3. We have a pressure cooker and can our beans (it cooks them at the same time). My recipe is exactly like yours. soak beans overnight, rinse. pack 1.5 cups in pint jars and fill up with boiling water. (We have a 22 Quart canner and can process 20 pints at a time. Process 75 minutes at 10 LBs pressure. A pressure cooker is required. A little more involved than freezing, but we live in an apartment with no extra freezer space. Besides, nothing is easier than opening a can of beans. We eat black beans and rice at least once a week. For chili beans I pack a clove of garlic (whole) in the bottom with 1/2 tsp chili powder and small squirt of tomato paste (or 2 TB tomato sauce), add the beans and boiling water and process as above. This year I’m gonna try to grow some beans in the garden to dry. I’m gonna buy them from here:

  4. Actually we have 4 pressure cookers, different sizes but the biggest is 22 qts. We got all of them at the thrift store, Madison has amazing thrift stores. All are Mirro (made in Wisconsin). They are the weighted gauge type which are permanently correct for safe pressure. The other type is the dial gauge (e.g. Presto), this requires the pressure dial to be tested yearly by the USDA extension service to be safe (Drew and Emily have the dial gauge and they got it tested before using it). If you are to get one, I highly suggest the weighted gauge one because it doesn’t require regular testing to be accurate. So even thrift store finds in good condition are perfectly safe (You might need to get new gaskets, but those usually only cost 10 bucks) I’m sure the modern ones have a more precision dial gauge that doesn’t change very much over time, but I think the USDA still recommends ALL dial gauges to be tested yearly:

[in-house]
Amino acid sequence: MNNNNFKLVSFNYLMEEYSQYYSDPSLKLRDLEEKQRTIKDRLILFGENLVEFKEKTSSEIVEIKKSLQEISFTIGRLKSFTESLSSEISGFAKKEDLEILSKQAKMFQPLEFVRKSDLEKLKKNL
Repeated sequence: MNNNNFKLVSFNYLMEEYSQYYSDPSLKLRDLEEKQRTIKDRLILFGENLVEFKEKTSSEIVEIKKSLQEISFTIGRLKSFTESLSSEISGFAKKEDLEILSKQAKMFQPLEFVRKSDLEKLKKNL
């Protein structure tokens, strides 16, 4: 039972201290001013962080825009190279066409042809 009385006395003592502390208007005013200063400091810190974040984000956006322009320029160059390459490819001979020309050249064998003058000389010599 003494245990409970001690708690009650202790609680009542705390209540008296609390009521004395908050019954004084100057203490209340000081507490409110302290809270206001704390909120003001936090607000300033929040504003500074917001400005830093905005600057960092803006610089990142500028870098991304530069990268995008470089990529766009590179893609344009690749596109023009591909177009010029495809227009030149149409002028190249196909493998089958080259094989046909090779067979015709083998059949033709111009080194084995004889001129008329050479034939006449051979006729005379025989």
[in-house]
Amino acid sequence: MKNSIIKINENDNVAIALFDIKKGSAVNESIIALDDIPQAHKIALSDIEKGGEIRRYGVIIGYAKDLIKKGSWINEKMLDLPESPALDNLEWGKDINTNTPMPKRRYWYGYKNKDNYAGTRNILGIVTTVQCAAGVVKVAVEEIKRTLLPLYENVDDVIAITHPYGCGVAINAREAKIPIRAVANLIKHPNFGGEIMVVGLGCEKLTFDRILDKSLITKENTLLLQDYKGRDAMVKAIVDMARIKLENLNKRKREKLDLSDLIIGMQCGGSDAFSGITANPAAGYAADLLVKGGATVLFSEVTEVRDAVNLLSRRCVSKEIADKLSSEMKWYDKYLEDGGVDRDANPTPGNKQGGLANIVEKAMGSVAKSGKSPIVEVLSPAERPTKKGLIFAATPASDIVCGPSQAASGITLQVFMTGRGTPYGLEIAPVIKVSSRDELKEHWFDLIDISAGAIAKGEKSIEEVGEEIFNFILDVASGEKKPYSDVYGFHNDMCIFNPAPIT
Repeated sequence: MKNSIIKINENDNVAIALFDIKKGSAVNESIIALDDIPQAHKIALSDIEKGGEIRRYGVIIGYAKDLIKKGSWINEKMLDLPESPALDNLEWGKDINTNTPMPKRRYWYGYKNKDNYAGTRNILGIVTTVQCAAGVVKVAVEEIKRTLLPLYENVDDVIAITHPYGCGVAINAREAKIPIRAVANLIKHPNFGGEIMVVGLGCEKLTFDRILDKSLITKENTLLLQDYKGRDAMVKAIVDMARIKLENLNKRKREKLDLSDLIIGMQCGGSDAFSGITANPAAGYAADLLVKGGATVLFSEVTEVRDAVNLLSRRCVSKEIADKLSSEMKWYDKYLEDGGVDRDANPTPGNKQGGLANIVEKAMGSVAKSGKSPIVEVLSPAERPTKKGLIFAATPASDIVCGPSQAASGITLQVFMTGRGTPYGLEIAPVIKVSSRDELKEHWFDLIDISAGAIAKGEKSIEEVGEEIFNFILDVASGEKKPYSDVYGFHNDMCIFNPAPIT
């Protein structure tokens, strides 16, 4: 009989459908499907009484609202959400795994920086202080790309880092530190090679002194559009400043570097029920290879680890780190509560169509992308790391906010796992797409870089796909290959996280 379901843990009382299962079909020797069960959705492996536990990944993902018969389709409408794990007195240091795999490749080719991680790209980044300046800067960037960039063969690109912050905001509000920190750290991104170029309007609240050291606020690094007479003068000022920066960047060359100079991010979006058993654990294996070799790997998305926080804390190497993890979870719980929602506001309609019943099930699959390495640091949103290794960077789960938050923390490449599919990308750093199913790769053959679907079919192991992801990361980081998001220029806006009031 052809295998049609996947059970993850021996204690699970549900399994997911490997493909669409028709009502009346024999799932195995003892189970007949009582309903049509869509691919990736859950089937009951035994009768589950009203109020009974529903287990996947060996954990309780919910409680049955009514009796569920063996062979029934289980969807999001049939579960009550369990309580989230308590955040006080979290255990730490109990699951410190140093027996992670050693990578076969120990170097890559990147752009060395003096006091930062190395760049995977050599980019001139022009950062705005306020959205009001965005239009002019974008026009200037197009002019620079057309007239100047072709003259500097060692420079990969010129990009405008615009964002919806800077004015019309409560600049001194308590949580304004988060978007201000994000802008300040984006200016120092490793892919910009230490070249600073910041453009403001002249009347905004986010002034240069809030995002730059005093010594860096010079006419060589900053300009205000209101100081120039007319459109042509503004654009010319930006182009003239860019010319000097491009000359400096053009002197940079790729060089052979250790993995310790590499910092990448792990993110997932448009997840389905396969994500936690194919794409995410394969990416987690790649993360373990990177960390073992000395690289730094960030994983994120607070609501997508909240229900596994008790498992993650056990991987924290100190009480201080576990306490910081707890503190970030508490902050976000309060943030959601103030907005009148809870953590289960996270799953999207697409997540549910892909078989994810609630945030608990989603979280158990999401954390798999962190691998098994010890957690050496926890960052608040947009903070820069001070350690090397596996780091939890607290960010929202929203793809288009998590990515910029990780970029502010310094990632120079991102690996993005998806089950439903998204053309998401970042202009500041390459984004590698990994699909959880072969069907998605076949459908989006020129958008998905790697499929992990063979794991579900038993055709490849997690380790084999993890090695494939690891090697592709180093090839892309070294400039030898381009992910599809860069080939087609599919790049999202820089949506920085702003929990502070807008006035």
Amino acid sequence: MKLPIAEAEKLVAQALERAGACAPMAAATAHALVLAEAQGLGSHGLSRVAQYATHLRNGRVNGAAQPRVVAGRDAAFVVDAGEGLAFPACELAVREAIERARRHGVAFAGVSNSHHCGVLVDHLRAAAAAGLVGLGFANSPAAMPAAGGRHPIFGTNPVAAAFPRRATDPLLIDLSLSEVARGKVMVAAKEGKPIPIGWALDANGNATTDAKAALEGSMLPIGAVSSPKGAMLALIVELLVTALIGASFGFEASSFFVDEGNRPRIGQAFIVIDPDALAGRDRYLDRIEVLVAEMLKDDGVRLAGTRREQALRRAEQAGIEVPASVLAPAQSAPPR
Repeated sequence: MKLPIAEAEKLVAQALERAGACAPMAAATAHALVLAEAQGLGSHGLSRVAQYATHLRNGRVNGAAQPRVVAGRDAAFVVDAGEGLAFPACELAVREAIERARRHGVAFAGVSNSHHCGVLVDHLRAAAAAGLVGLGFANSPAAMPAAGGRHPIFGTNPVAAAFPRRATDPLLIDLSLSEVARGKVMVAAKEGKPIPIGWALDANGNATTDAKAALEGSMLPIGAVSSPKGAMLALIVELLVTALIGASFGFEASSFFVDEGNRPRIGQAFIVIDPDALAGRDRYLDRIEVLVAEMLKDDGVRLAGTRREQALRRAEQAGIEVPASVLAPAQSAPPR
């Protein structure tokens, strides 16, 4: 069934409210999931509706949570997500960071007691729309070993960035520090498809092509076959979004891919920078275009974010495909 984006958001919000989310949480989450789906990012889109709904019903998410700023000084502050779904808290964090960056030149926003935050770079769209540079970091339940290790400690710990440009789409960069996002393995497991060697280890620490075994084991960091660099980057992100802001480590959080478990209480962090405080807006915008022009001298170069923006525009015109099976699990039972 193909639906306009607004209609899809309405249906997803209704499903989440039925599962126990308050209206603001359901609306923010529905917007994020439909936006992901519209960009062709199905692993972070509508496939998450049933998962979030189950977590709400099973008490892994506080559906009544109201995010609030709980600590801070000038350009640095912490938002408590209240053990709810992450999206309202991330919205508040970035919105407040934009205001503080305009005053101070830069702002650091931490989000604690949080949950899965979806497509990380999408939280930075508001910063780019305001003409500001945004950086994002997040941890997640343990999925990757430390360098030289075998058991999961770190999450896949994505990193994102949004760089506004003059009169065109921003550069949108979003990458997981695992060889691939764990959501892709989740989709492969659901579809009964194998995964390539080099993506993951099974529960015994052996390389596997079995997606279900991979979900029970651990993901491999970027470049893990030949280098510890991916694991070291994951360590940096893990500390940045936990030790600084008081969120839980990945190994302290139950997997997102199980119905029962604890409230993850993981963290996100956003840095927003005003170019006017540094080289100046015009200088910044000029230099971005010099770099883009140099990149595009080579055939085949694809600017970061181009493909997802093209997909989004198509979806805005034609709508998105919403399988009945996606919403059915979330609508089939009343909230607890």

I have never had any issues with pressure canning, but I follow the USDA recommendations. Green beans, beans, whole tomatoes, tomato sauce are about the only thing we pressure can. Oh, we pressure can chicken stock (25 mins at 10 lb pressure) which is amazing, because it is ready in an instant, no more thawing out. As always, we heat up our canned food before eating it. Botulism, is dangerous, but very rare and the toxin is very heat sensitive, so a quick simmer (10 min at 176 F, not even boiling) before eating completely destroys the toxin:

    1. Ok, I think I can find a Mirro here — we have that midwest thing going ; )
      Thanks for the wealth of info! You’re like an encyclopedia.

    1. try this! I’ll bet money that salting them early was an issue (because who doesn’t salt as they cook? and no one ever tells you not to)

  5. I’ve been making the switch slowly the past few years but still keep a few cans around out of habit or “just in case”. I love the thought of freezing beans to use for a quick meal. How to they thaw? Do they get mushy or do they hold their shape pretty well?

    1. Becky, they thaw great — texture is just like what it was before freezing. I do make sure to stop the original cooking when they are *just* tender, since there’s usually further cooking involved when I use them after thawing.